When is filing for bankruptcy right for you?
Filing for bankruptcy can be one of the greateset financial decisions of your life. Knowing what bankruptcy chapter to file can also be important when understanding how your monetary means correspond with the appropriate chapter.
Bankruptcy can prove to be very helpful when consumed with debt as in many cases, filing for bankruptcy may liquidate all debts if you qualify. Even a repayment plan in a chapter 13 bankruptcy may help make a huge difference and get you back on track toward financial stability.
Learning the process of managing your debts and declaring bankruptcy may be easier if you apply certain legal steps to your situation. A bankruptcy attorney may also provide you with the legal help you need to get through a bankruptcy.
Your current debt
When deciding to file for bankruptcy, it may be a good idea to make a list of all your existing debts and assets. This may help you later on when choosing the right chapter of bankruptcy to file.
These debts may include your rent and utilities, bills and credit reports.
Chapter 7 or chapter 13 bankruptcy
Once you have your list of debts, then you may proceed to declaring either a chapter 7 or chapter 13 bankruptcy. In some cases, debtors may look to take a means test to help them determine his or her qualifications for each chapter.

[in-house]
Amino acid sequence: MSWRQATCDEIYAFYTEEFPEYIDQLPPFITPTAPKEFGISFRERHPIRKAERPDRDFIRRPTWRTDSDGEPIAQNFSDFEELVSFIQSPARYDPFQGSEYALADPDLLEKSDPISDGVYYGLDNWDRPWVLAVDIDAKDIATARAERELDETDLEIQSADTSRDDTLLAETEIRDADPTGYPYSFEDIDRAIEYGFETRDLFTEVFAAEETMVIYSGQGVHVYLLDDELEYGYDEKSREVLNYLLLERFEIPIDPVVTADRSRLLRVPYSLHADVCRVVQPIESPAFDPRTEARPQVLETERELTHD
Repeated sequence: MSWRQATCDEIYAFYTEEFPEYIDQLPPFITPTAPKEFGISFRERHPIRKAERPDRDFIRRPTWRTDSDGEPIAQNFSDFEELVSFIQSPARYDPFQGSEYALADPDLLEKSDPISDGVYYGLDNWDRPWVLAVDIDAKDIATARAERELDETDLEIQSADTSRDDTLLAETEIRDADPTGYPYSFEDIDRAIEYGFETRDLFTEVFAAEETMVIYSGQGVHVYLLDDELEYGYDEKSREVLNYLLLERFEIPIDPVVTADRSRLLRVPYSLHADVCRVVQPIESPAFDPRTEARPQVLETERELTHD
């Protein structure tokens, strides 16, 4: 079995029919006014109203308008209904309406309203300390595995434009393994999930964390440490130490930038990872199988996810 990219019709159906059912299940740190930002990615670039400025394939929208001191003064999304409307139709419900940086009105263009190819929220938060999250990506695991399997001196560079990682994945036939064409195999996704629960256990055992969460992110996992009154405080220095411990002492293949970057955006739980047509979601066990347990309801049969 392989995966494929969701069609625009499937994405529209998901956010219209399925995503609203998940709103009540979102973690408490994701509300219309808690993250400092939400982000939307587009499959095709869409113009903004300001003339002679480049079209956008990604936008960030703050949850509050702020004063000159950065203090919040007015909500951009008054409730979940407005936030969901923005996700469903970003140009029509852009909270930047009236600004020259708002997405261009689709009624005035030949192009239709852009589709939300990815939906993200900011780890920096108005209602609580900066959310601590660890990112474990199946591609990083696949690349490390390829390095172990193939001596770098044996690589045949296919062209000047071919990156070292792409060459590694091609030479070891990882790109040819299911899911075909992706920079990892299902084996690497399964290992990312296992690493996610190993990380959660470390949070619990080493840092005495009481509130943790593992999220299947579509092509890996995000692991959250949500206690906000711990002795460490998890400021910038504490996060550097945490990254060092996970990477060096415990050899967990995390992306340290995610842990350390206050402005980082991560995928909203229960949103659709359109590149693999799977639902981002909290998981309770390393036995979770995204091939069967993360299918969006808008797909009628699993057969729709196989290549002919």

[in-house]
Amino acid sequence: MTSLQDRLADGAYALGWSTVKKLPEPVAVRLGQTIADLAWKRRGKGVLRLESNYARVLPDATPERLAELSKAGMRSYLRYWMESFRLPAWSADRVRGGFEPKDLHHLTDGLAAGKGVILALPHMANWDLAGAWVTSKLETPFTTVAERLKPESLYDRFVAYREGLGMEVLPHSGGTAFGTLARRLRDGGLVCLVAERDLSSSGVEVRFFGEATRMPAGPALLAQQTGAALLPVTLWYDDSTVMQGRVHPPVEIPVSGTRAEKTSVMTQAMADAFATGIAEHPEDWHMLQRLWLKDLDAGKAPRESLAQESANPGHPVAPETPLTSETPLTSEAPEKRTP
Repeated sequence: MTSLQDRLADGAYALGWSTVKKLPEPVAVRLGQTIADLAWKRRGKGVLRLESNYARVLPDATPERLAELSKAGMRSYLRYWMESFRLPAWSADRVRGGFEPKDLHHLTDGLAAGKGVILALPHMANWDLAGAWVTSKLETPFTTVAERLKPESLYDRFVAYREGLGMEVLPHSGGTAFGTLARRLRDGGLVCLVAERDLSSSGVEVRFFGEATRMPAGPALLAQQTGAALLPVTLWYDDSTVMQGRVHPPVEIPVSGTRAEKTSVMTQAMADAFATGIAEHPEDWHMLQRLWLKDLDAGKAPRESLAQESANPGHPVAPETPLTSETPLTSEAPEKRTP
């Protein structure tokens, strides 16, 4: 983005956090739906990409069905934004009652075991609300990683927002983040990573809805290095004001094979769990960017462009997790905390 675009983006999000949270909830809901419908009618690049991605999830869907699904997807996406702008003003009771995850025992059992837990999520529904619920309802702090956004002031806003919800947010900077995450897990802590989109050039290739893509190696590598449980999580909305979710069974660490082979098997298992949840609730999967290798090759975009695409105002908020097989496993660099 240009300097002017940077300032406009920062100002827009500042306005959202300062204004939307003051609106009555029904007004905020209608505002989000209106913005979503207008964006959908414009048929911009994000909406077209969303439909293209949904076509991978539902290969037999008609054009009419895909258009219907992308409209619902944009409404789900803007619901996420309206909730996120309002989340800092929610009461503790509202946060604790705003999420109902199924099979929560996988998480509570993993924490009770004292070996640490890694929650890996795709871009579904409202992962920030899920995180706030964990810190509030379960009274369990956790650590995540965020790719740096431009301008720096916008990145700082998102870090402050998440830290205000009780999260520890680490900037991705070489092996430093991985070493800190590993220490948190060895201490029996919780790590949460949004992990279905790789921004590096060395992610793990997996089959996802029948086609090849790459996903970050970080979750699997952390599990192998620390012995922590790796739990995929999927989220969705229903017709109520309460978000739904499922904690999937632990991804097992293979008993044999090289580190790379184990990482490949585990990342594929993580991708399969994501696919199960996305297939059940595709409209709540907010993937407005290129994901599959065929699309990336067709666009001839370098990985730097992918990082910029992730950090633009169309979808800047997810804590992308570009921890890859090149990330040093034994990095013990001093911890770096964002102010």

In general, if you make over $40,000/year than you are less likely to qualify for the chapter 7 bankruptcy. In this case, you may be obligated to file a chapter 13.
A chapter 13 bankruptcy may enable you to restructure your debts in such a way that relieves your debts over time.
During the process, you may also be required to attend a credit counseling program before filing for bankruptcy. In general, these meetings are geared to assess your financial struggles and to help you avoid incurring debts for the future.
You may also be able to negotiate with creditors to create a better budgeting plan to pay off your debts.
Petitioning to declare bankruptcy
It may be crucial to fill out all necessary paperwork to declare bankruptcy. This is usually regardless of the chapter you need.
Once the papers are complete, you may go to bankruptcy court and request a petition to file for bankruptcy. There may be some associated fees with filing the paperwork.
Attending court hearings
Aftre submitting your petition, it may be advised to attend all court hearings including your 341 meeting of creditors. In most cases, debt collectors will not fight you on your bankruptcy declaration, but there may some debts that you are not allowed to include in your file.
Your appointed trustee may also review your case and make decisions based off your current debts and creditors.
The bankruptcy judge’s decision
At this point, the judge may make a decision about your case. If your case does get discharged in a chapter 7 bankruptcy, it is likely that your debts will be completely eliminated. However, in a chapter 13, you may be held accountable to stack on track with your repayment plan.